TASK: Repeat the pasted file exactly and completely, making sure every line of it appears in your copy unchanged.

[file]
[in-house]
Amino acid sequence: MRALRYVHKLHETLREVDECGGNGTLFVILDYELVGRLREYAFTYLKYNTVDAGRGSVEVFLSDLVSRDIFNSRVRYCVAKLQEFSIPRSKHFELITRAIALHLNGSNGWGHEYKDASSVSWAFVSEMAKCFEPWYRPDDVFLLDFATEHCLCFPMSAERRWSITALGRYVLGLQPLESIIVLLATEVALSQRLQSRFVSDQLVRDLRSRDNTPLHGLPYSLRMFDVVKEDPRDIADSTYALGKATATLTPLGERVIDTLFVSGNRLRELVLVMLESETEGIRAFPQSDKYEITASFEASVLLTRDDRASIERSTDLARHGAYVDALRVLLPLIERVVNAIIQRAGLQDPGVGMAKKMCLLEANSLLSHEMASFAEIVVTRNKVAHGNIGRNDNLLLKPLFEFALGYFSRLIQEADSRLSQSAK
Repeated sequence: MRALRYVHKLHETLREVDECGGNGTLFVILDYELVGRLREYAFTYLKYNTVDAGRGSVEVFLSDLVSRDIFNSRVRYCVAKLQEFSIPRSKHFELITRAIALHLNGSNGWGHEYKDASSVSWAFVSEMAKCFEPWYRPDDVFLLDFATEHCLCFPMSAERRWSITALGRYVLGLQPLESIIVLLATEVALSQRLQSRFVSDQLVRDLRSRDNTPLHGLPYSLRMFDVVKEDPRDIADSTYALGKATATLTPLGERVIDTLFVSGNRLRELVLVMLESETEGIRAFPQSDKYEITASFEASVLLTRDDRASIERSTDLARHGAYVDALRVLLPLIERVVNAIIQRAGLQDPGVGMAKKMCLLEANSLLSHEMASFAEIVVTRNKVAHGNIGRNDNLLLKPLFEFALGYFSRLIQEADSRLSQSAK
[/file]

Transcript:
[in-house]
Amino acid sequence: MRALRYVHKLHETLREVDECGGNGTLFVILDYELVGRLREYAFTYLKYNTVDAGRGSVEVFLSDLVSRDIFNSRVRYCVAKLQEFSIPRSKHFELITRAIALHLNGSNGWGHEYKDASSVSWAFVSEMAKCFEPWYRPDDVFLLDFATEHCLCFPMSAERRWSITALGRYVLGLQPLESIIVLLATEVALSQRLQSRFVSDQLVRDLRSRDNTPLHGLPYSLRMFDVVKEDPRDIADSTYALGKATATLTPLGERVIDTLFVSGNRLRELVLVMLESETEGIRAFPQSDKYEITASFEASVLLTRDDRASIERSTDLARHGAYVDALRVLLPLIERVVNAIIQRAGLQDPGVGMAKKMCLLEANSLLSHEMASFAEIVVTRNKVAHGNIGRNDNLLLKPLFEFALGYFSRLIQEADSRLSQSAK
Repeated sequence: MRALRYVHKLHETLREVDECGGNGTLFVILDYELVGRLREYAFTYLKYNTVDAGRGSVEVFLSDLVSRDIFNSRVRYCVAKLQEFSIPRSKHFELITRAIALHLNGSNGWGHEYKDASSVSWAFVSEMAKCFEPWYRPDDVFLLDFATEHCLCFPMSAERRWSITALGRYVLGLQPLESIIVLLATEVALSQRLQSRFVSDQLVRDLRSRDNTPLHGLPYSLRMFDVVKEDPRDIADSTYALGKATATLTPLGERVIDTLFVSGNRLRELVLVMLESETEGIRAFPQSDKYEITASFEASVLLTRDDRASIERSTDLARHGAYVDALRVLLPLIERVVNAIIQRAGLQDPGVGMAKKMCLLEANSLLSHEMASFAEIVVTRNKVAHGNIGRNDNLLLKPLFEFALGYFSRLIQEADSRLSQSAK